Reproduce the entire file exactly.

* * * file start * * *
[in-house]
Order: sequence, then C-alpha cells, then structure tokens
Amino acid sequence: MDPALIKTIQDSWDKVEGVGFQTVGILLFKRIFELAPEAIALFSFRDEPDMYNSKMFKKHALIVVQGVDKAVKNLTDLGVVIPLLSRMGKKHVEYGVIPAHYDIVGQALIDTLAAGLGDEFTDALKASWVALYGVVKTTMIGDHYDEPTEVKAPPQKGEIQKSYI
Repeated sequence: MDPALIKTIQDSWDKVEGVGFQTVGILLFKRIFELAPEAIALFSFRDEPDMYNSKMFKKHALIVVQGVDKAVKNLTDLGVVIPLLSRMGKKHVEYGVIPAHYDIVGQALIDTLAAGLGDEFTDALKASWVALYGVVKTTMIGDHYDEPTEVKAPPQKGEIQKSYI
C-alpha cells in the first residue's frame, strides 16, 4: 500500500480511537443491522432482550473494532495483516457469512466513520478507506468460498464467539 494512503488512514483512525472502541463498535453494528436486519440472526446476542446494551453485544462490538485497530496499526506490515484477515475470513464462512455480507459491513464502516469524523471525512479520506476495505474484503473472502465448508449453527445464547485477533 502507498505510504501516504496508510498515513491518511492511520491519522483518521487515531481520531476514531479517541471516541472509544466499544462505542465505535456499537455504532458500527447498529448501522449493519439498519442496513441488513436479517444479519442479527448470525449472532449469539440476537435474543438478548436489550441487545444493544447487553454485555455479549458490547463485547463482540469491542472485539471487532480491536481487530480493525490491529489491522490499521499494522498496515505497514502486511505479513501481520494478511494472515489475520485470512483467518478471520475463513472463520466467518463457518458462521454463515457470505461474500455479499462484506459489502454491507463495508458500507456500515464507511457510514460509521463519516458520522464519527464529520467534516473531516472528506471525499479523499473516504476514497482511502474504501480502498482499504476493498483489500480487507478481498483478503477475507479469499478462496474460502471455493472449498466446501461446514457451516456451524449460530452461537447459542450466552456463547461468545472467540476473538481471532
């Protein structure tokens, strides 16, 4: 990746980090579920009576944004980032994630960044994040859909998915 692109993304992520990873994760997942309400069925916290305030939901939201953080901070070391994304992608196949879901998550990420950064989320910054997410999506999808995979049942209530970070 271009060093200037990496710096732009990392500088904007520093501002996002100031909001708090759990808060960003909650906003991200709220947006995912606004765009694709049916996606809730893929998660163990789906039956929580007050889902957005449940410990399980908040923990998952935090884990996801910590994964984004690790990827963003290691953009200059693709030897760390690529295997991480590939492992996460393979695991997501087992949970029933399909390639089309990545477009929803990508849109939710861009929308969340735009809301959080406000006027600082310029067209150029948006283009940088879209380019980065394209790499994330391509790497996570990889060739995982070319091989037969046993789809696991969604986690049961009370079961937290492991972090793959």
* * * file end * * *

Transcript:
[in-house]
Order: sequence, then C-alpha cells, then structure tokens
Amino acid sequence: MDPALIKTIQDSWDKVEGVGFQTVGILLFKRIFELAPEAIALFSFRDEPDMYNSKMFKKHALIVVQGVDKAVKNLTDLGVVIPLLSRMGKKHVEYGVIPAHYDIVGQALIDTLAAGLGDEFTDALKASWVALYGVVKTTMIGDHYDEPTEVKAPPQKGEIQKSYI
Repeated sequence: MDPALIKTIQDSWDKVEGVGFQTVGILLFKRIFELAPEAIALFSFRDEPDMYNSKMFKKHALIVVQGVDKAVKNLTDLGVVIPLLSRMGKKHVEYGVIPAHYDIVGQALIDTLAAGLGDEFTDALKASWVALYGVVKTTMIGDHYDEPTEVKAPPQKGEIQKSYI
C-alpha cells in the first residue's frame, strides 16, 4: 500500500480511537443491522432482550473494532495483516457469512466513520478507506468460498464467539 494512503488512514483512525472502541463498535453494528436486519440472526446476542446494551453485544462490538485497530496499526506490515484477515475470513464462512455480507459491513464502516469524523471525512479520506476495505474484503473472502465448508449453527445464547485477533 502507498505510504501516504496508510498515513491518511492511520491519522483518521487515531481520531476514531479517541471516541472509544466499544462505542465505535456499537455504532458500527447498529448501522449493519439498519442496513441488513436479517444479519442479527448470525449472532449469539440476537435474543438478548436489550441487545444493544447487553454485555455479549458490547463485547463482540469491542472485539471487532480491536481487530480493525490491529489491522490499521499494522498496515505497514502486511505479513501481520494478511494472515489475520485470512483467518478471520475463513472463520466467518463457518458462521454463515457470505461474500455479499462484506459489502454491507463495508458500507456500515464507511457510514460509521463519516458520522464519527464529520467534516473531516472528506471525499479523499473516504476514497482511502474504501480502498482499504476493498483489500480487507478481498483478503477475507479469499478462496474460502471455493472449498466446501461446514457451516456451524449460530452461537447459542450466552456463547461468545472467540476473538481471532
């Protein structure tokens, strides 16, 4: 990746980090579920009576944004980032994630960044994040859909998915 692109993304992520990873994760997942309400069925916290305030939901939201953080901070070391994304992608196949879901998550990420950064989320910054997410999506999808995979049942209530970070 271009060093200037990496710096732009990392500088904007520093501002996002100031909001708090759990808060960003909650906003991200709220947006995912606004765009694709049916996606809730893929998660163990789906039956929580007050889902957005449940410990399980908040923990998952935090884990996801910590994964984004690790990827963003290691953009200059693709030897760390690529295997991480590939492992996460393979695991997501087992949970029933399909390639089309990545477009929803990508849109939710861009929308969340735009809301959080406000006027600082310029067209150029948006283009940088879209380019980065394209790499994330391509790497996570990889060739995982070319091989037969046993789809696991969604986690049961009370079961937290492991972090793959």